Originally appeared in Drunken Boat (24). From the chapbook Death by Sex Machine (Sibling Rivalry Press) by Franny Choi.
We mourn this senseless planet of regret,
droughts, rust, rain, cadavers
that can’t tell us, but I promise
you one day the white fires
of Venus shall rage: the dead,
feeling that power, shall be lifted, and each
of us will have his resurrected one to tell him,
“Greetings. You will recover
or die. The simple cure
for everything is to destroy
all the stethoscopes that will transmit
silence occasionally. The remedy for loneliness
is in learning to admit
solitude as one admits
the bayonet: gracefully,
now that already
it pierces the heart.
Living one: you move among many
dancers and don’t know which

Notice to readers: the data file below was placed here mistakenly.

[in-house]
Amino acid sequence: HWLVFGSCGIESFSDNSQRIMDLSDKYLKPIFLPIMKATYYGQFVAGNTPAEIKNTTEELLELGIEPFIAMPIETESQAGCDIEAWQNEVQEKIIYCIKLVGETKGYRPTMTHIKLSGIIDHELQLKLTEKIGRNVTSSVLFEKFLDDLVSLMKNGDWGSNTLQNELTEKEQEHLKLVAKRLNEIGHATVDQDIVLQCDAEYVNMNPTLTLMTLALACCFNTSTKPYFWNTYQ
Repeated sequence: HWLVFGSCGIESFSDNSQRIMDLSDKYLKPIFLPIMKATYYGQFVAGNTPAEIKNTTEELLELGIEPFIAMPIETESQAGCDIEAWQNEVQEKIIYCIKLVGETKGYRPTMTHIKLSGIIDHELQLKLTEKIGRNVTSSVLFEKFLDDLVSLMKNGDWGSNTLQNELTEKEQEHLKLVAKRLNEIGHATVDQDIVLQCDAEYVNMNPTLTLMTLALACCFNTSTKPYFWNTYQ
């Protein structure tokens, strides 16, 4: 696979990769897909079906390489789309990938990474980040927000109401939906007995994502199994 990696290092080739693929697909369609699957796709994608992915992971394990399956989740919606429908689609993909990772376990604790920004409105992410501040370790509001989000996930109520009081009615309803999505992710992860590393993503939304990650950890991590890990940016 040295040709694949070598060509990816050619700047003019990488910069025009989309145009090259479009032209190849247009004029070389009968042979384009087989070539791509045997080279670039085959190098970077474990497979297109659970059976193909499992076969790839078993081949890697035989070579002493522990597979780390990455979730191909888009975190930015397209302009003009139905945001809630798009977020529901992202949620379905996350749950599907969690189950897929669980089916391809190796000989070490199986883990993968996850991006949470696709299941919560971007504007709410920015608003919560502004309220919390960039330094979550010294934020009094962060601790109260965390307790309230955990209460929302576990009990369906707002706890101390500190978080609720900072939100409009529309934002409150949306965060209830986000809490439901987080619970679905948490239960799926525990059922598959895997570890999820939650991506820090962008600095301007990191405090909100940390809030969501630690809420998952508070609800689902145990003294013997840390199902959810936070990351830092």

you are the shadow of;
you want to kiss your own face in the mirror
but do not approach,
knowing you must not touch one
like that. Living
one, while Venus flares
O set the cereal afire,
O the refrigerator harboring things
that live on into death unchanged.”

They know all about us on Andromeda,
they peek at us, they see us
in this world illumined and pasteled
phonily like a bus station,
they are with us when the streets fall down fraught
with laundromats and each of us
closes himself in his small
San Francisco without recourse.
They see you with your face of fingerprints
carrying your instructions in gloved hands
trying to touch things, and know you
for one despairing, trying to touch the curtains,
trying to get your reflection mired in alarm tape